It just takes time to grow out of that conditioning.

You have to know the questions to ask, have a framework of experience to fit things into, and that can take time. I know I struggled when I started work (in a proper graduate job) with needing more direction/ mentoring, and felt stupid and as if I *should* know things - but why? How should I?

There are 'unknown unknowns', if you like.

I think FSP was expecting a bit much of s2.

Student 1 is a bit more savvy and mature, that's all - it doesn't mean student 2 won't cope with graduate school.

Anonymous said...

It is very very very difficult as an undergrad to get this kind of inside information. I was essentially a student 2. I had no idea what I was doing in applying to grad school, so I basically applied to a bunch of general programs and gave a vague idea in my letter of the broad field I was interested in working in.

It seems like student 1's I know are sometimes lacking in the bigger picture. They get great advice on how to apply to grad school from their current adviser, so they will seem savvy about the process to anyone they talk to. They apply to labs in the same field as their undergrad adviser, often not really taking the time to really THINK if these are the types of scientific questions they want to work on. But they will get lots of help from their current adviser, often involving word of mouth recommendations to labs they are applying to.

In this light, "clueless" student 2's (who don't have good information from their advisers and don't know "the game") may really be more independent, in that they have to muddle through themselves, on their own merits (rather than their adviser's).

Petroc said...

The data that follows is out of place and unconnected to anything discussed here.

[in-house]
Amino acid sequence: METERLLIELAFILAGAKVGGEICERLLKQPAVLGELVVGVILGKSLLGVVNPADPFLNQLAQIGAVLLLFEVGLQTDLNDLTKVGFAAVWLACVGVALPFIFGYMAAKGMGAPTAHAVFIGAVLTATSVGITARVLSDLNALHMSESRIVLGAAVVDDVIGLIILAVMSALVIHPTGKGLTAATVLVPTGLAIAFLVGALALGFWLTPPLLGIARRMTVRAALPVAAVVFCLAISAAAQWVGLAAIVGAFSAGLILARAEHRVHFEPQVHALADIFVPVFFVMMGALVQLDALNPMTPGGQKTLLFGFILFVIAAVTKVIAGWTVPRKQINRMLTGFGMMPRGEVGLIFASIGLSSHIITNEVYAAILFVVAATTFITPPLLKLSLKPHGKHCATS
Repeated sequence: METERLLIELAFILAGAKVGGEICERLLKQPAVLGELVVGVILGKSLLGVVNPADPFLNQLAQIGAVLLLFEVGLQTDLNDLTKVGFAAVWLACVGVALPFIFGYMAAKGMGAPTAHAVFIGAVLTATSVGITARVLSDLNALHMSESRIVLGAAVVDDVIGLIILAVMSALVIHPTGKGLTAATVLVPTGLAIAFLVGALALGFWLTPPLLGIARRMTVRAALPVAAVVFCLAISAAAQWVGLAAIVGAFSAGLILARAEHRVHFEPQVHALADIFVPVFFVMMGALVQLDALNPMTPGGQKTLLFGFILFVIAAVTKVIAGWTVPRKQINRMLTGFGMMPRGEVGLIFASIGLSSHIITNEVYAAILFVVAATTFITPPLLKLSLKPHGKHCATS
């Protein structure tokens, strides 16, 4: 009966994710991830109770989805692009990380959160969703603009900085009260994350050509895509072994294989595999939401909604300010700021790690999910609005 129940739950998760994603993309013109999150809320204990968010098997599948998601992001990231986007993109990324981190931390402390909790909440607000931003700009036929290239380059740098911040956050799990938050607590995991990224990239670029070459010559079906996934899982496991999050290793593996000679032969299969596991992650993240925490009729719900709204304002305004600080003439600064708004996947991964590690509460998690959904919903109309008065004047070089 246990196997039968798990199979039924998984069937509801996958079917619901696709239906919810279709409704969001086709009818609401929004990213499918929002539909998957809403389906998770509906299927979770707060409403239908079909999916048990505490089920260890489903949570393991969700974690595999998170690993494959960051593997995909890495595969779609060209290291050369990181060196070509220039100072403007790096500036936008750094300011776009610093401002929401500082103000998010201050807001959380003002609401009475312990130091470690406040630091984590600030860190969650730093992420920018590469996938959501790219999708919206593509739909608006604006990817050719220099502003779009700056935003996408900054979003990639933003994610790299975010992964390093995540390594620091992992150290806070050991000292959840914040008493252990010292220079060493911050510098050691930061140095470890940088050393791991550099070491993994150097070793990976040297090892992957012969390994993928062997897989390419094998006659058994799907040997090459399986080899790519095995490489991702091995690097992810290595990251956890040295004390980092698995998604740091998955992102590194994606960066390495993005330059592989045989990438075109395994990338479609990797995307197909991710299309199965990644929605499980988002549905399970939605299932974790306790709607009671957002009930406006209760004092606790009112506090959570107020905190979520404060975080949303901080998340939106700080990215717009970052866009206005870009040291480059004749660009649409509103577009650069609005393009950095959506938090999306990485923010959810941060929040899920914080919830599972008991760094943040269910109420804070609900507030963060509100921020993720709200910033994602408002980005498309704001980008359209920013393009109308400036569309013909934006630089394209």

The S1s have very narrowly defined career paths, whereas the S2s' careers develop in more exciting and less predictable ways. While the S1s will (predictably) make their names in their respective fields, obtain jobs at increasingly more prestigious institutions, and perhaps wind up department heads, they won't depart the fields in which they initially began plotting their career and 'networking' (a euphemism, let's not forget, for asskissing), skills they learned on account of their upbringing, steeped in the good ol' boy culture of their parents' academia. The S2s, on the other hand, after receiving their initial degrees, will branch out into different fields, in which--learning from their immediate post-undergrad, S2-era cluelessness--they will comport themselves in an S1-like manner; however, being in fact S2s and not S1s, they will not engage in department pageantry, working outside of their advisors' proper expertise, but doing so effectively: that is, they will give the department talks that everyone makes sure to attend, because they're interesting and not like the S1s' ponderous and career-safe bromides on microspecialized minutiae. Eventually moving into newly emerging, crossdisciplinary fields of study, the S2s will teach those courses that everyone recommends their friends take because, let's face it, the class is "fockin' fascinatin' fixins" (if I might speculate as to the slang of twenty years from now) while the S1s will, in their capacities as instructors, accumulate enough scathing reviews on their ratemyprofessors.com pages to force the web site to create a whole new category of (to continue the speculatory phrasing) "flunkin' flairin' floptard." Actually, they'll probably just name the category after some particularly notorious S1.